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‘Mystery spider’ stirs curiosity among C.O. residents; biologist provides its identity

It's a folding trapdoor spider

Bend, Ore. (KTVZ)--With so many Central Oregonians enjoying nature and the outdoors as summer turns to fall, a spider some have come across recently has stirred curiosity.

Many natives apparently didn't know what the mysterious specimen was, so NewsChannel 21 reached out to an Oregon State University professor to find out.

Chris Marshall, who is part of OSU’s Department of Integrative Biology, said Friday the specimen is question is of an Antrodiaetus genus -- a folding trapdoor spider, as it's known.

Marshall shared information about the spider, saying it’s a close relative to tarantulas, but is a unique species in the Northwest, and is nocturnal.

Marshall added that although it’s local to the area, coming across the spider is rare.

“They spend their time hidden, and they’re only out during a certain time of year -- and only out at night, and so that’s not necessarily an easy observation to make,” he said.

Marshall said the reason the trapdoor spider might be spotted at the moment is due to weather conditions.

“It’s my understanding that the males are dispersing to find mates in this period of time, when there tends to be early fall rains,” Marshall said.

Whenever people are out exploring nature and are curious to find out about any animal species they may come across, there are websites to help assist.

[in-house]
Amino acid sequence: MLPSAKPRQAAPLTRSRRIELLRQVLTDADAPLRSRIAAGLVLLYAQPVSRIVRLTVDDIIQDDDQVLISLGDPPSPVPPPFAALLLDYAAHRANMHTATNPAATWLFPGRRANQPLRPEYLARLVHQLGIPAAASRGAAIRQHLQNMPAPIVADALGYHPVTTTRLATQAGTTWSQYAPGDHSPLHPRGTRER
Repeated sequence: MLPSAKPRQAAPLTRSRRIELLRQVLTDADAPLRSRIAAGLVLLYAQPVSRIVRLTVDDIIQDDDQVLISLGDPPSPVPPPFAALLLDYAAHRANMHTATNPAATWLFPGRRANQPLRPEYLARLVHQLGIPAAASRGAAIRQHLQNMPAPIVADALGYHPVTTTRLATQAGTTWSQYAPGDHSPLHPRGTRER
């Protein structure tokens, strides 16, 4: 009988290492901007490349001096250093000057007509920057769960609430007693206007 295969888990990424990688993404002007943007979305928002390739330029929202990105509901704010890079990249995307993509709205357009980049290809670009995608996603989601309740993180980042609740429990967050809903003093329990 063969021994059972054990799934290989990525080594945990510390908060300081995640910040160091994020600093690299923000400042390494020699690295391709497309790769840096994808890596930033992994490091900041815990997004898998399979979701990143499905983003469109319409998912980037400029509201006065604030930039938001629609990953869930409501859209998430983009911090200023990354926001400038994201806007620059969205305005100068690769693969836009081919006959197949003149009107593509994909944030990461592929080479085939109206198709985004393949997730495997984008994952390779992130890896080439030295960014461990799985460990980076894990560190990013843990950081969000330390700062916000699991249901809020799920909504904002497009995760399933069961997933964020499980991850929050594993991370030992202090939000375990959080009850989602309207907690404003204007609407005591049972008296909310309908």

Marshall suggested users use inaturalist.org when contributing information. Providing brief context about where and when the specimens in question are located also helps scientists with research.

“They can upload photographs of biodiversity, and those photographs are made usable to scientists around the world,” Marshall said.

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Leslie Cano

Leslie Cano is a multimedia journalist for NewsChannel 21. Learn more about Leslie here.

Comments

8 Comments

  1. This is NOT a mystery spider. This exact same photo was shared on a local Facebook Gardening group which I am a member of. The poster stated that she had found the spider drowned in her dog’s outdoor water bowl and wanted to know what kind it was. Another member identified it as a Trap door spider.

  2. I used to be a writer. When I wrote a piece, before I sent it to my editor, I would ask myself, What questions is a reader going to ask? Is the spider poisonous? comes to mind.

      1. Poisons can also be enhaled and absorbed through the skin. That typed, a spider bite that causes any real harm is extremely rare. I do not believe that any verified deaths or serious injuries have ever been reported in Oregon as a result of a spider bite.

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